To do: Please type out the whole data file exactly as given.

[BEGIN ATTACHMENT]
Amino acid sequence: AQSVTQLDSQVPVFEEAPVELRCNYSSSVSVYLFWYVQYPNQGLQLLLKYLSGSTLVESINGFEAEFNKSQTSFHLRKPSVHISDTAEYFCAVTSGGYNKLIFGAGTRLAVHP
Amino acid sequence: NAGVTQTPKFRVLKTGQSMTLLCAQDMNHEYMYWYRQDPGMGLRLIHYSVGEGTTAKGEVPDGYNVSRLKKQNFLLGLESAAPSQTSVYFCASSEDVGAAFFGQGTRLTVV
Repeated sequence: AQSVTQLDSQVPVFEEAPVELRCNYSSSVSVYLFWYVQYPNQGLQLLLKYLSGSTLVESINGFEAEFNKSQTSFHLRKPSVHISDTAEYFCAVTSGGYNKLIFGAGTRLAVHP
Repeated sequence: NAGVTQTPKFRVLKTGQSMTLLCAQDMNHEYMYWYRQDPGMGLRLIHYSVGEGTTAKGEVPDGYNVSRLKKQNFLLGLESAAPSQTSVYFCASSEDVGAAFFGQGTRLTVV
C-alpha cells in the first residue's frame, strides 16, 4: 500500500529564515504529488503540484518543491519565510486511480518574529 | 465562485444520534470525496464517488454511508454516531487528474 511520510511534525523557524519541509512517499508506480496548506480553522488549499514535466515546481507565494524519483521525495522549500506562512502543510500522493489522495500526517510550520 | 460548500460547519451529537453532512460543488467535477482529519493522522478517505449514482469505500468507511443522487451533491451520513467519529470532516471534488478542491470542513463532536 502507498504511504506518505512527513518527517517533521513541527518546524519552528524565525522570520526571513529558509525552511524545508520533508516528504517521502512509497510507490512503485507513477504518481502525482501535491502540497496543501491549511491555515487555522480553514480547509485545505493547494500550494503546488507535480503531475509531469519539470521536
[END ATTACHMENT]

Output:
Amino acid sequence: AQSVTQLDSQVPVFEEAPVELRCNYSSSVSVYLFWYVQYPNQGLQLLLKYLSGSTLVESINGFEAEFNKSQTSFHLRKPSVHISDTAEYFCAVTSGGYNKLIFGAGTRLAVHP
Amino acid sequence: NAGVTQTPKFRVLKTGQSMTLLCAQDMNHEYMYWYRQDPGMGLRLIHYSVGEGTTAKGEVPDGYNVSRLKKQNFLLGLESAAPSQTSVYFCASSEDVGAAFFGQGTRLTVV
Repeated sequence: AQSVTQLDSQVPVFEEAPVELRCNYSSSVSVYLFWYVQYPNQGLQLLLKYLSGSTLVESINGFEAEFNKSQTSFHLRKPSVHISDTAEYFCAVTSGGYNKLIFGAGTRLAVHP
Repeated sequence: NAGVTQTPKFRVLKTGQSMTLLCAQDMNHEYMYWYRQDPGMGLRLIHYSVGEGTTAKGEVPDGYNVSRLKKQNFLLGLESAAPSQTSVYFCASSEDVGAAFFGQGTRLTVV
C-alpha cells in the first residue's frame, strides 16, 4: 500500500529564515504529488503540484518543491519565510486511480518574529 | 465562485444520534470525496464517488454511508454516531487528474 511520510511534525523557524519541509512517499508506480496548506480553522488549499514535466515546481507565494524519483521525495522549500506562512502543510500522493489522495500526517510550520 | 460548500460547519451529537453532512460543488467535477482529519493522522478517505449514482469505500468507511443522487451533491451520513467519529470532516471534488478542491470542513463532536 502507498504511504506518505512527513518527517517533521513541527518546524519552528524565525522570520526571513529558509525552511524545508520533508516528504517521502512509497510507490512503485507513477504518481502525482501535491502540497496543501491549511491555515487555522480553514480547509485545505493547494500550494503546488507535480503531475509531469519539470521536